What Does Success Look Like for Your B2B Sales Organization?

Consider what it will look like for your B2B Company to become the next sales dynasty in your industry:

  • Your customers know how to find you when they are ready.
  • They respect and enjoy the time they spend with your salespeople.
  • They readily purchase from your company over your competitors because of the high value they receive.
  • Sales and marketing productivity improves regularly; there is a sense of confidence about the future.
  • Management has clear evidence around the common, high-impact issues that will grow the business.

These are the characteristics of operational excellence applied to sales and marketing. As it turns out, the same logical methods that work in operations are even more effective in sales and marketing, because in addition to eliminating waste, cost, and lead time, they enable companies to increase perceived value, prices, and sales productivity in the bargain.

In short, they make it possible to manage and predict business growth.

There will be some surprises along the way, however. As operationally excellent companies like Toyota and many others have found in their manufacturing operations, actually achieving the desired future state depends far more on changing how you think than on how much you spend on initiatives like CRM software, sales training, lead generation campaigns, and the like.

Here are just two examples from our files:

  • A water filtration company had been unaware of a huge internal bottleneck: The company achieved its initial success through its distribution channels, so the customer service staff was oriented toward servicing distributors. As a result, when a national accounts program was initiated the account managers found they had to spend 80% of their time servicing (making sure their customers got what they were promised on time) rather than finding and wining new national accounts. 

    Once the evidence exposed this bottleneck and it was alleviated, national account managers were able to prioritize their time where it could do the most good – in finding and winning new accounts.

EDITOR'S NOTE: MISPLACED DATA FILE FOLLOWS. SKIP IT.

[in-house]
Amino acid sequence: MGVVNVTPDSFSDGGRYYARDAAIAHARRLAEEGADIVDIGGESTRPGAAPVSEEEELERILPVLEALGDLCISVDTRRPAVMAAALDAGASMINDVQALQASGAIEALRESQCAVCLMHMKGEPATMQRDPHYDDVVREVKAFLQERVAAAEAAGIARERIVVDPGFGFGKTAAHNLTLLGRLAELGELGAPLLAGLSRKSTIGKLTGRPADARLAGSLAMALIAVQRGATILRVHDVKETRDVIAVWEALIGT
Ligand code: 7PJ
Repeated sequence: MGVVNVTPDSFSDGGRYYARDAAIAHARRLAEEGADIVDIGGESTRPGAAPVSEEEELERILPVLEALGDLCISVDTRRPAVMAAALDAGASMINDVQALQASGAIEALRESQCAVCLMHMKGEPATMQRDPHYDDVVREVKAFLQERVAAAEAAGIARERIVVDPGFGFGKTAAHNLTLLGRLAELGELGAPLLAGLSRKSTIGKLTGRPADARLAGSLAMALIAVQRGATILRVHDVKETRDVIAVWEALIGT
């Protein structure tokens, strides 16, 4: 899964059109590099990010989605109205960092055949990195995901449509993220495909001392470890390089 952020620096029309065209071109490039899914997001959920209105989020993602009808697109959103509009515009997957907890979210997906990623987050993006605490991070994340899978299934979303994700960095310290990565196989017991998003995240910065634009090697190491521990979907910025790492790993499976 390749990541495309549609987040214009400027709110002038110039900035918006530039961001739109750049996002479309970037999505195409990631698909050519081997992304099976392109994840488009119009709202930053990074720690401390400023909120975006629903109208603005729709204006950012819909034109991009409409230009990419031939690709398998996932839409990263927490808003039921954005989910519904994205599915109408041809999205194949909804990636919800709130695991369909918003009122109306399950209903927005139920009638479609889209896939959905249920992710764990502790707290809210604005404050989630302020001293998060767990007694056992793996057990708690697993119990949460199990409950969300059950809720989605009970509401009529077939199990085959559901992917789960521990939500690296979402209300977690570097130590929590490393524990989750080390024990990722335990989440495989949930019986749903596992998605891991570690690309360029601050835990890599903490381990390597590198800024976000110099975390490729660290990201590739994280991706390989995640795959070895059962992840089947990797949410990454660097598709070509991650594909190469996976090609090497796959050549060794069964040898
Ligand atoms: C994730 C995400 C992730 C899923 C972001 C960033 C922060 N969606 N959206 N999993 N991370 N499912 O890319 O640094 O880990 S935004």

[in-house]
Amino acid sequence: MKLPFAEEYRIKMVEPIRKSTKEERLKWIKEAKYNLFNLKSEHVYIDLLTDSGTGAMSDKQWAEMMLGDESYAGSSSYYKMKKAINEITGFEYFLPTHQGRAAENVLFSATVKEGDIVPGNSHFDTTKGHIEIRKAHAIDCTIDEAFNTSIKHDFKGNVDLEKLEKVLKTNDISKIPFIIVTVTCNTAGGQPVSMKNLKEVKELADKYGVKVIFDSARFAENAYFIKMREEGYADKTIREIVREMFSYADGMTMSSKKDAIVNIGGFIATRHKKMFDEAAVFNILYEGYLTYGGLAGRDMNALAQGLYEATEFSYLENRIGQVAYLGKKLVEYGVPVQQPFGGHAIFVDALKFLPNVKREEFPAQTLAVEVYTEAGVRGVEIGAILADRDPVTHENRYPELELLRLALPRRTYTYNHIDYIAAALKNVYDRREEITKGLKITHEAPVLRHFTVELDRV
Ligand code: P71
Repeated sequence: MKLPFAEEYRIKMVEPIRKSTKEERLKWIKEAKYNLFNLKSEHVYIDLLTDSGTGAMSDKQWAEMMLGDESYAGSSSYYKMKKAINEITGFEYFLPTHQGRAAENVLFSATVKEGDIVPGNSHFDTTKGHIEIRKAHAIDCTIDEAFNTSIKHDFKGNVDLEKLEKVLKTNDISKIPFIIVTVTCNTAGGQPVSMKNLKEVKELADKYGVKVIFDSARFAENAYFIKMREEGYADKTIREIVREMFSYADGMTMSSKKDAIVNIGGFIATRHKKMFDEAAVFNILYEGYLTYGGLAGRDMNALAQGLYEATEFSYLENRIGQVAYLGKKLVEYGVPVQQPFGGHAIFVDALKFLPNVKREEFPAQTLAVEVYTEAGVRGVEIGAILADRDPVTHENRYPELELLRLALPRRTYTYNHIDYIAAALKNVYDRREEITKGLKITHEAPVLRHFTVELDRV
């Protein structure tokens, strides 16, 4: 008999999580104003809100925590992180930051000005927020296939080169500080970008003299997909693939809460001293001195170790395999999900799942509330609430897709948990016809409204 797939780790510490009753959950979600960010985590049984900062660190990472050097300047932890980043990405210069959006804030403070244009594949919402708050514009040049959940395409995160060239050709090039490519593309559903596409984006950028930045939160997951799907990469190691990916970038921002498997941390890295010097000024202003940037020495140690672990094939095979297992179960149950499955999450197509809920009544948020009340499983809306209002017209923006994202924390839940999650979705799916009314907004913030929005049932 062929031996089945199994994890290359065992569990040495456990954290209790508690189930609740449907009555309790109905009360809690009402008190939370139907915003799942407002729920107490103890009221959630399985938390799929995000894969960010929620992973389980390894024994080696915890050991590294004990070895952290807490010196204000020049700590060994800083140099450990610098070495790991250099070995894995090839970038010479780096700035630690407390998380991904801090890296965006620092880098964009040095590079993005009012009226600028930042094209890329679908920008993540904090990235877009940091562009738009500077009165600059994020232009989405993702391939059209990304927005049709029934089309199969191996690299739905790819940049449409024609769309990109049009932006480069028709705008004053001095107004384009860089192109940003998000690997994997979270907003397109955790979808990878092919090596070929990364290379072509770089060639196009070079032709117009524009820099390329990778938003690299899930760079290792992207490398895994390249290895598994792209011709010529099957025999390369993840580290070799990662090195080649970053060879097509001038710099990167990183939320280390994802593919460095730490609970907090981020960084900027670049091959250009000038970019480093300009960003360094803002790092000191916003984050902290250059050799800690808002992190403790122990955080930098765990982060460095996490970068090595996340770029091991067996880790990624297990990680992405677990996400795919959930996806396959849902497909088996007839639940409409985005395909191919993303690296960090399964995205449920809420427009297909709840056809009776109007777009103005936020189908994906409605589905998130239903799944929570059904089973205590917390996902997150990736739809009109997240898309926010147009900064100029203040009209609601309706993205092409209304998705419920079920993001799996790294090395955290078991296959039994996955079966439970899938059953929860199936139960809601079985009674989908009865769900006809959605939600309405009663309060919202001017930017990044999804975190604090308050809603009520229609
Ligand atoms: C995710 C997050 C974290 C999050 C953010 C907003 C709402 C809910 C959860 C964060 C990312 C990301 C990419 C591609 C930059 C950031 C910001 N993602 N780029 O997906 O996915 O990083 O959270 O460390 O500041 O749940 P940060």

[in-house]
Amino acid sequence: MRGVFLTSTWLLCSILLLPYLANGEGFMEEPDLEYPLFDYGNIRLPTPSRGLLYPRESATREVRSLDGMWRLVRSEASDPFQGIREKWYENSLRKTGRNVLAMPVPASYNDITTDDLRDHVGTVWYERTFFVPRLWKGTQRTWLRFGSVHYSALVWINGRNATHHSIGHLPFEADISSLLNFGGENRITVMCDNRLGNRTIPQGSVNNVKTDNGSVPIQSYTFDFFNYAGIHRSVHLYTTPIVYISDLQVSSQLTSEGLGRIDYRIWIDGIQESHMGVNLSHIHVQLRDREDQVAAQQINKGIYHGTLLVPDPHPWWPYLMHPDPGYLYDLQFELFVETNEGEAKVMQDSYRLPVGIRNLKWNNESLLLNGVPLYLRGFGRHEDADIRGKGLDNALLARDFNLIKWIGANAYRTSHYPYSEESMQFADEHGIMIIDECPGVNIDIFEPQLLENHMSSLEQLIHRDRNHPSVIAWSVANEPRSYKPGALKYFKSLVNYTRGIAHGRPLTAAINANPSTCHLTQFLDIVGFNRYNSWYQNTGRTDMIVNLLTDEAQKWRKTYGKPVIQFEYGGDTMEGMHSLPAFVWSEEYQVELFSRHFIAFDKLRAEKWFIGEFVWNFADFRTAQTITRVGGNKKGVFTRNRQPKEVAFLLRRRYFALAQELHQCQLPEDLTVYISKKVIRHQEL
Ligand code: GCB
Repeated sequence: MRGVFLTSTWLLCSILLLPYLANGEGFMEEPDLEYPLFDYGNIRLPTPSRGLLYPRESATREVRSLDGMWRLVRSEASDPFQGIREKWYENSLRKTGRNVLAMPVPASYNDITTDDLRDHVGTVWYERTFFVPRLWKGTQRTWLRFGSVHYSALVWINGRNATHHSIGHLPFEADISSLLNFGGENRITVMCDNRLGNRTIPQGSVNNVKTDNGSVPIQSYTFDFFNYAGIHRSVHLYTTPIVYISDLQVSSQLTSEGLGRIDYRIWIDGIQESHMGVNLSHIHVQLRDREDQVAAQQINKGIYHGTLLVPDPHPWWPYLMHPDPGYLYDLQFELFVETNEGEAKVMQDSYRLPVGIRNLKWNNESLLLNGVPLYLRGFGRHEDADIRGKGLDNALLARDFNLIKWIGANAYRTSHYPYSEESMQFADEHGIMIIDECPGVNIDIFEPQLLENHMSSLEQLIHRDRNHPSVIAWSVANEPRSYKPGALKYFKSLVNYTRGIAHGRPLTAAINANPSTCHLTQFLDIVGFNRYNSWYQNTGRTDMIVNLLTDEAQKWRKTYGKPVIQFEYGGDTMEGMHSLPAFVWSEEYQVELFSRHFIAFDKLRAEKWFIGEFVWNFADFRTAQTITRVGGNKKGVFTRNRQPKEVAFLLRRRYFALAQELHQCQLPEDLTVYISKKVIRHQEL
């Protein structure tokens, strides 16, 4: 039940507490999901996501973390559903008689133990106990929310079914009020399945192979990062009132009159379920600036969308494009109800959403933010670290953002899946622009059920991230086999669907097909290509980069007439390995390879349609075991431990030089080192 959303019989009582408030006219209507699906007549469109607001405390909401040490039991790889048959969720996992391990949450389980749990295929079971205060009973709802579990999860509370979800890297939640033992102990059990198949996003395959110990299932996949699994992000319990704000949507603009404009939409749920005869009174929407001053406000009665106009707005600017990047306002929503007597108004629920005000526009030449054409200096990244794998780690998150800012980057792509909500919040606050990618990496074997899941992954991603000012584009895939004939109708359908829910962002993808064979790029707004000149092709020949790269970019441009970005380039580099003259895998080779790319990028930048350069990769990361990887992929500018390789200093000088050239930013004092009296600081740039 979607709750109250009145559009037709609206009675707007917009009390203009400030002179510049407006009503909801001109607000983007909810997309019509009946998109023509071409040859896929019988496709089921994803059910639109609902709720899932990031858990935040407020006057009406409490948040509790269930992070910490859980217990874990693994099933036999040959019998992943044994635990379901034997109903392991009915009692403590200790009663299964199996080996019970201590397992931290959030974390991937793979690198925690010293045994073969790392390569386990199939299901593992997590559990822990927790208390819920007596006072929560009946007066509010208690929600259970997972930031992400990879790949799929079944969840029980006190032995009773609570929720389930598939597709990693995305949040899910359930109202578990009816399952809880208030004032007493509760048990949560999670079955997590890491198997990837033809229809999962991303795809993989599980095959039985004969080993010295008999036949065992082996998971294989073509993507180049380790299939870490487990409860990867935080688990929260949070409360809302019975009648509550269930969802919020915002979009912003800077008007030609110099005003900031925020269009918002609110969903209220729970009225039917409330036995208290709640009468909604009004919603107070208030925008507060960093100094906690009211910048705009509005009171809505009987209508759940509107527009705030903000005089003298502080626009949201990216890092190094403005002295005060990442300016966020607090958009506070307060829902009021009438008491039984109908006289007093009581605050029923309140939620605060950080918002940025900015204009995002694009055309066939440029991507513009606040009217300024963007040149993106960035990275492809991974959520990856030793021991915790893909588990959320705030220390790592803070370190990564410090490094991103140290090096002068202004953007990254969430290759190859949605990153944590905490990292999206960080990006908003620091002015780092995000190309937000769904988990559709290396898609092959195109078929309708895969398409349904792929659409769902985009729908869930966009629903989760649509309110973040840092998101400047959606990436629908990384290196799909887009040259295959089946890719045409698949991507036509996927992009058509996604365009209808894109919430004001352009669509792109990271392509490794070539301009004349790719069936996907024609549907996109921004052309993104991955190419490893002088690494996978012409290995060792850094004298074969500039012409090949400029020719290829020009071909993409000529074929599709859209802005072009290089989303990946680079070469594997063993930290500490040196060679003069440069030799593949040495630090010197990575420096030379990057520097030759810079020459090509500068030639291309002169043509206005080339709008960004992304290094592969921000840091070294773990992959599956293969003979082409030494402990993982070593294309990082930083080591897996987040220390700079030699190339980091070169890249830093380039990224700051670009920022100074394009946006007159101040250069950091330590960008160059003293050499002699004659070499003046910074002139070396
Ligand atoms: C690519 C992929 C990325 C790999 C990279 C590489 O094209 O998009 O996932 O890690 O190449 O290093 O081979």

• A B2B software company’s growth had slowed, despite installing a sales process from a nationally recognized sales training company and ramping up pay-per-click spending dramatically. An assessment of their new account sales process revealed two fundamental causes: First, their sales process was designed to push people into doing things they were not ready to do (instead of pulling them along with offers for valuable information and assistance). Second, their sales process included no operating definitions around high-quality versus low-quality prospects, meaning the salespeople had no consistent method of prioritizing their accounts and their time. 

    After the sales process was improved and redeployed, it enabled salespeople to pull the highest quality prospects through the funnel. New account sales productivity and the close ratio increased more than 40%, deal size increased 12%, and forecast accuracy exceeded 90%.

Without a common framework for identifying what creates waste, and what creates value in sales and marketing, companies end up working at cross purposes internally. The result is lots of opinions, turf battles, and very little real progress.

What needs to happen instead is to achieve respectful agreement around the best currently known ways of achieving your goals, and then a means for management to continually make changes that result in measurable improvements.

It does not have to be huge change accomplished quickly. It does have to be the right kinds of changes, led by your people, at a pace you can absorb most effectively.

To request a Mini-Assessment that will provide actionable insights about your sales process, please inquire about an Initial Consultation.

We look forward to hearing from you.